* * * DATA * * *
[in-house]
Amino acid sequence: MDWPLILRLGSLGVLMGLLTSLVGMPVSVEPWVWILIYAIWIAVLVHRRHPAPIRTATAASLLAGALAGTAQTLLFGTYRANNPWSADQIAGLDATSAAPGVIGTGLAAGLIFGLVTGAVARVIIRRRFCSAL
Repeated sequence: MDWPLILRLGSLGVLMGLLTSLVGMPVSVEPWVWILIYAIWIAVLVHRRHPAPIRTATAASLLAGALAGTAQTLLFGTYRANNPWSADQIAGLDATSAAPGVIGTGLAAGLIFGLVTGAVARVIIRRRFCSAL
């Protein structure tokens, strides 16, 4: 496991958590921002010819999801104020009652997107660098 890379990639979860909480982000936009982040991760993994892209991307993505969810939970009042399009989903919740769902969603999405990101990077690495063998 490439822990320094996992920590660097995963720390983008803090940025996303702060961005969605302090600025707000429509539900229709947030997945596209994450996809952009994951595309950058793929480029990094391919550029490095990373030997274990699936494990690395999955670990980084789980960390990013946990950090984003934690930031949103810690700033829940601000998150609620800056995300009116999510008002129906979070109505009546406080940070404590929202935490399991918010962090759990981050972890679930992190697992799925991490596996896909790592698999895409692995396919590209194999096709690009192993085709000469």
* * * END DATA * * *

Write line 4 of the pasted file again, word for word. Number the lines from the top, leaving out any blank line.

């Protein structure tokens, strides 16, 4: 496991958590921002010819999801104020009652997107660098 890379990639979860909480982000936009982040991760993994892209991307993505969810939970009042399009989903919740769902969603999405990101990077690495063998 490439822990320094996992920590660097995963720390983008803090940025996303702060961005969605302090600025707000429509539900229709947030997945596209994450996809952009994951595309950058793929480029990094391919550029490095990373030997274990699936494990690395999955670990980084789980960390990013946990950090984003934690930031949103810690700033829940601000998150609620800056995300009116999510008002129906979070109505009546406080940070404590929202935490399991918010962090759990981050972890679930992190697992799925991490596996896909790592698999895409692995396919590209194999096709690009192993085709000469």